The patchy security situation regarding patient-doctor exchanges of confidential medical information could well be holding up the spread of mobile healthcare programmes in African countries.
A recently-published report by TrustLaw Connect – entitled Patient Privacy in a Mobile World: A Framework to Address Privacy Law Issues in Mobile Health – highlights problems of data security linked to the use of mobile-device and wireless-based healthcare (m-Health) applications. These concerns are particularly relevant to a number of African countries, where the total absence of any specific data privacy regulation is proving to be a decisive factor in whether mHealth will be able to make further progress. Mobile health apps, which are to a very large extent designed to facilitate the exchange of digital data between patients and medical practitioners, are surrounded by a legal void in these countries and appear to need specific privacy regulation. Bill Philbrick, a technical advisor with UN-hosted non-profit organisation mHealth Alliance, sees this as a major problem. “The primary risk of not having explicit laws assuring patient confidentiality is that many people may avoid accessing necessary services,” he warns.
Africa analysis shows potential risks of mHealth
In fact the majority of African countries examined by TrustLaw Connect appear to be lagging behind those countries in Europe and North America which have implemented specific legislative packages governing data privacy in the field of mHealth technologies. This situation has been made worse, stresses the report, by the lack of data protection systems in the wider sense. Bill Philbrick expresses particular concern over sensitive cases such as when patients are diagnosed HIV-positive, and notes that especially “women may be reluctant to seek out health services for sexual and reproductive health out of concern that their personal health information is shared with third parties.” This is a fear that the TrustLaw Connect report seems to substantiate, pointing out that some patients are already refusing to use mHealth technology in their daily lives, as they wish to avoid revealing personal details.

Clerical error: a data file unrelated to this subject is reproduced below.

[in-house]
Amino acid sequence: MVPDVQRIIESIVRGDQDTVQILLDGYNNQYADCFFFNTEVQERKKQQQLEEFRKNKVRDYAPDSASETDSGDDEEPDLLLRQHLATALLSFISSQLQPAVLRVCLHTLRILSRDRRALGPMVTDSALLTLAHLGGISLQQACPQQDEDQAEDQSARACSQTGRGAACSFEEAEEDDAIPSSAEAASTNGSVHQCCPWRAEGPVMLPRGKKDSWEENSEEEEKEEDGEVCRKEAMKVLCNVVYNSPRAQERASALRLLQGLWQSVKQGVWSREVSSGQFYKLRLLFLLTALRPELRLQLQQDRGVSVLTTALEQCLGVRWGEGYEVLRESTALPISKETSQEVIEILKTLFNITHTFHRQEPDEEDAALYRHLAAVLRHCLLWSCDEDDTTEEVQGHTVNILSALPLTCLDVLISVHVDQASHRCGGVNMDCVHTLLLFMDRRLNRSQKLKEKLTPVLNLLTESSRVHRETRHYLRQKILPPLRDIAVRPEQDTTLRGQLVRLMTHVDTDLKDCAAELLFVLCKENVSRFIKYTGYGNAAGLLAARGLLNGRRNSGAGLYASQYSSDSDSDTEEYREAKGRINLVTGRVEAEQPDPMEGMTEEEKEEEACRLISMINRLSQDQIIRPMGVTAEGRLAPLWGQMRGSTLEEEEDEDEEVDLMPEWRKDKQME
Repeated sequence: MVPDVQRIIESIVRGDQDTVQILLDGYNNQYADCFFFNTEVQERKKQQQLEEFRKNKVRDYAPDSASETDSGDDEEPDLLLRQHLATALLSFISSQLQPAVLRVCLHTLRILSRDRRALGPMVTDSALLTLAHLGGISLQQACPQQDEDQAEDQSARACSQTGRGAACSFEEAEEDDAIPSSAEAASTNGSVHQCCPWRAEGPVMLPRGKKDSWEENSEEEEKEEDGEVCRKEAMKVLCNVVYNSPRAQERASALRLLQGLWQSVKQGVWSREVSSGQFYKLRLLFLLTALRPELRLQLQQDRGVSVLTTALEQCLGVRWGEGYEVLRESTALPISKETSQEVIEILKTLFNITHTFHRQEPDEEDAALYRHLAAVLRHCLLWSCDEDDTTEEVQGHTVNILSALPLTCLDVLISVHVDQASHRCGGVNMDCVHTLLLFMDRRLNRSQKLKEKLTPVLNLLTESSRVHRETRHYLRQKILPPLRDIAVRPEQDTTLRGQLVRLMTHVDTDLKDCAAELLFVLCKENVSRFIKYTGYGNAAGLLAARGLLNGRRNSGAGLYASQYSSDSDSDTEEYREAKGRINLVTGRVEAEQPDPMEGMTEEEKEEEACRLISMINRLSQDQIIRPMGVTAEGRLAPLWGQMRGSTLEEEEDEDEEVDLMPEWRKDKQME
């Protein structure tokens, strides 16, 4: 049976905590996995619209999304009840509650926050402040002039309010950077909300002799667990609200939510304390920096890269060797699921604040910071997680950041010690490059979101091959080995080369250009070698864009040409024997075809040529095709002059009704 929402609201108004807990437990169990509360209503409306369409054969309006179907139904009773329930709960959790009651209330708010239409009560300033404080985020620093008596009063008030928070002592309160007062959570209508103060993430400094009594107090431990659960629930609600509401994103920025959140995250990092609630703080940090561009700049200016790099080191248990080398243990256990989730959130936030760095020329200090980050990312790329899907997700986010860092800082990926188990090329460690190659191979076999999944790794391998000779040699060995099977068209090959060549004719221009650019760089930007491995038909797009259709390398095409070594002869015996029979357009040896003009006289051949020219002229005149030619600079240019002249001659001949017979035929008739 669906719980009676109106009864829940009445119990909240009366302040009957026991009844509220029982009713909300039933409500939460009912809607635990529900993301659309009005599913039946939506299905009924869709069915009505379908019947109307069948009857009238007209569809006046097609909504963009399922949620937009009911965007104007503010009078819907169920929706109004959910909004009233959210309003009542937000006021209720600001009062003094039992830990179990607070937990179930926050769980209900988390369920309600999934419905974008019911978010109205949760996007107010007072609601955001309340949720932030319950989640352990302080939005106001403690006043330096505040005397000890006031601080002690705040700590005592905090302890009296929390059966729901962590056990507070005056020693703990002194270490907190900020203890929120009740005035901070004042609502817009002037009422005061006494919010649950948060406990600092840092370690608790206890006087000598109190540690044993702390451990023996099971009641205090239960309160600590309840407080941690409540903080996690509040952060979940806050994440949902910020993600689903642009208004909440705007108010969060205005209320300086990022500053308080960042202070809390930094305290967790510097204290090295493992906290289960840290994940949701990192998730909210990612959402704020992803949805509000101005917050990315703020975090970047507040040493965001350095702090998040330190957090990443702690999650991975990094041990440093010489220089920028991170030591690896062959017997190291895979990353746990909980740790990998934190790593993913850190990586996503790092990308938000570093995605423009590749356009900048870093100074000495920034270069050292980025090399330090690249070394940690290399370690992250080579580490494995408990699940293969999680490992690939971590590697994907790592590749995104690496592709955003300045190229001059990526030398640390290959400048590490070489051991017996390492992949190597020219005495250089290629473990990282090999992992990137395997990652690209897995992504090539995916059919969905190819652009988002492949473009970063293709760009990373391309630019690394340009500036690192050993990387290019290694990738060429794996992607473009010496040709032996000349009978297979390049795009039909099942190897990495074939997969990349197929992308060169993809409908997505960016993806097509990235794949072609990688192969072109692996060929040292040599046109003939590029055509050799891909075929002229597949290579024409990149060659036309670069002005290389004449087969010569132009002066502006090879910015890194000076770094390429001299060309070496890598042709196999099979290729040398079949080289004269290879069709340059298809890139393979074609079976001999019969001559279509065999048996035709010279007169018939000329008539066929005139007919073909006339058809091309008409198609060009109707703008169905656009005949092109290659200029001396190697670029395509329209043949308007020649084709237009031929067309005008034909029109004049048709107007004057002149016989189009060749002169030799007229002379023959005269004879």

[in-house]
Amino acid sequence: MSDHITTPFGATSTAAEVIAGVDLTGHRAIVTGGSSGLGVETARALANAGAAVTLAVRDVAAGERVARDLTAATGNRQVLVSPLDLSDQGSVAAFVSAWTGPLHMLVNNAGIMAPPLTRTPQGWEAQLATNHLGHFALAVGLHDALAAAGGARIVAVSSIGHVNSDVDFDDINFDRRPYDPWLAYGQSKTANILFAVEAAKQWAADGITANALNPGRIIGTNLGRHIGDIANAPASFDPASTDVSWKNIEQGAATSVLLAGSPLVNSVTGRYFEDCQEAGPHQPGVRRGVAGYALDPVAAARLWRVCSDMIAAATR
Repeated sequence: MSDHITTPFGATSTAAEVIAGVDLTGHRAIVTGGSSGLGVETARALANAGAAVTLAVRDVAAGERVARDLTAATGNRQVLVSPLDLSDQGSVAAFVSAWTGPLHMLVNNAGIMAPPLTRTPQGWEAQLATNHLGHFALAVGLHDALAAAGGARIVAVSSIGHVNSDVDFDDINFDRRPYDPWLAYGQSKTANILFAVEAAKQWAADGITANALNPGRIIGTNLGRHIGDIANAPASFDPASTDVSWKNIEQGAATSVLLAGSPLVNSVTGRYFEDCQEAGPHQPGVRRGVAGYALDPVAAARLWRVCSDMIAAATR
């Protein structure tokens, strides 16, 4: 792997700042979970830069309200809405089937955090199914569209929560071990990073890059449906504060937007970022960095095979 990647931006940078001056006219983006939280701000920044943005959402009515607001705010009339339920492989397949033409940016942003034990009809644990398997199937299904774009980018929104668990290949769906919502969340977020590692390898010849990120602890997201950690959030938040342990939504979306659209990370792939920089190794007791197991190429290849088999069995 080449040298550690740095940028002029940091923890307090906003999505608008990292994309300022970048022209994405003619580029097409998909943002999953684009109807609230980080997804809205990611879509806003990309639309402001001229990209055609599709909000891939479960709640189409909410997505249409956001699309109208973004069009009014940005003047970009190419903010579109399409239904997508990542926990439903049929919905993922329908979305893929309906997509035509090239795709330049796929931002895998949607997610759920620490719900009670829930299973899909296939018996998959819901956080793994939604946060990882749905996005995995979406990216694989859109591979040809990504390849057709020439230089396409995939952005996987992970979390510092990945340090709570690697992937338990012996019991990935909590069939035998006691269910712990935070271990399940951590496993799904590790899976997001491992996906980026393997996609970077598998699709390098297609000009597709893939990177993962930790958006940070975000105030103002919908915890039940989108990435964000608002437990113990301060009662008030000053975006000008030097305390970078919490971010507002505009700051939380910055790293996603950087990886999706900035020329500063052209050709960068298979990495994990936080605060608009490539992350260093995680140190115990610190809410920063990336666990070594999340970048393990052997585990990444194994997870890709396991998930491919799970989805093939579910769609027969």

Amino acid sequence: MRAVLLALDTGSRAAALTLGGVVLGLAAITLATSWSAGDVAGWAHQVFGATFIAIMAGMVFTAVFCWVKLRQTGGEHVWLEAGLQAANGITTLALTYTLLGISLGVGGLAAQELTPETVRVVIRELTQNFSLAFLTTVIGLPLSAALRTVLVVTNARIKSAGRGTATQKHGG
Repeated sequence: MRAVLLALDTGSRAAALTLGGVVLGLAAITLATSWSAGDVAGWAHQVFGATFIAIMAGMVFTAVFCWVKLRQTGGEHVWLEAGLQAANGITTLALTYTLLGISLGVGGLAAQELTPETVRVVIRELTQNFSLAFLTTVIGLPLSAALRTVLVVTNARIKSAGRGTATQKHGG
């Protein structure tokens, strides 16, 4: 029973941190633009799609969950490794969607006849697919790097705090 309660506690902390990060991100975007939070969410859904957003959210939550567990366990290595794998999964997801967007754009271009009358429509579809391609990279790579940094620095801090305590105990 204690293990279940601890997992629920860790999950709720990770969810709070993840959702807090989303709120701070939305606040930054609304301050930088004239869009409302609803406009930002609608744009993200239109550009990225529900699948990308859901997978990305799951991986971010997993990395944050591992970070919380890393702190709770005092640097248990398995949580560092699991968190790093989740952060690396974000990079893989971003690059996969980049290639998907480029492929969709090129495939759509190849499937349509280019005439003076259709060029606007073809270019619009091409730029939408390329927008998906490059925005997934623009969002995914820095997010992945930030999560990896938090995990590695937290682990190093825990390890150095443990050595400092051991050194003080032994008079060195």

In order to respond to these new demands, a number of measures need to be taken. The report suggests following the US example, where sectoral privacy laws address specific privacy issues arising in certain industries and business sectors. The report underlines that without a solid common basis of legislation, mHealth applications, whose main objective is to provide the best possible healthcare in areas where doctors are few and far between, will not see takeup and progress on the African continent. On a wider scale, as exchanges of healthcare data across borders increase, it will be necessary to draw up minimum international standards if mobile healthcare is to go forward.